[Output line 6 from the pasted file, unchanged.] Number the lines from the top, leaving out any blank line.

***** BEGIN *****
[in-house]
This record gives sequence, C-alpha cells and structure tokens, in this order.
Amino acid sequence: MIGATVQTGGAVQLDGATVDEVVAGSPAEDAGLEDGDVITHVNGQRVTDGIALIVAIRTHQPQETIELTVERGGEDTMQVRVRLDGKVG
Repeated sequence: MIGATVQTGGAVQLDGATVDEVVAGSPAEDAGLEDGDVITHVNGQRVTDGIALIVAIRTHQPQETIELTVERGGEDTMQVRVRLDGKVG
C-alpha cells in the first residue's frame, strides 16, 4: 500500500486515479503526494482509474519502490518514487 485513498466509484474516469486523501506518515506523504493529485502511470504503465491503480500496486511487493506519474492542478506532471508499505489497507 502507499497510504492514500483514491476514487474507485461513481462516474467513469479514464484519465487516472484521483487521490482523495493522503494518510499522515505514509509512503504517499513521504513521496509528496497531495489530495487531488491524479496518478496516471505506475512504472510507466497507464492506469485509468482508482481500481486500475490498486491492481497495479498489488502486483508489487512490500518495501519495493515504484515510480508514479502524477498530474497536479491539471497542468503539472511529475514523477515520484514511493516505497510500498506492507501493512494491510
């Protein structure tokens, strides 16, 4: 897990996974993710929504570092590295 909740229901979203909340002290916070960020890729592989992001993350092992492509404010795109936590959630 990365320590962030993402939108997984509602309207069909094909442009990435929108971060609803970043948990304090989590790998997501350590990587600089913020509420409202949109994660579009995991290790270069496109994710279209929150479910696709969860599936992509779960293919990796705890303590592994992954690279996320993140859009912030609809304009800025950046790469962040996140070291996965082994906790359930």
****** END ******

């Protein structure tokens, strides 16, 4: 897990996974993710929504570092590295 909740229901979203909340002290916070960020890729592989992001993350092992492509404010795109936590959630 990365320590962030993402939108997984509602309207069909094909442009990435929108971060609803970043948990304090989590790998997501350590990587600089913020509420409202949109994660579009995991290790270069496109994710279209929150479910696709969860599936992509779960293919990796705890303590592994992954690279996320993140859009912030609809304009800025950046790469962040996140070291996965082994906790359930």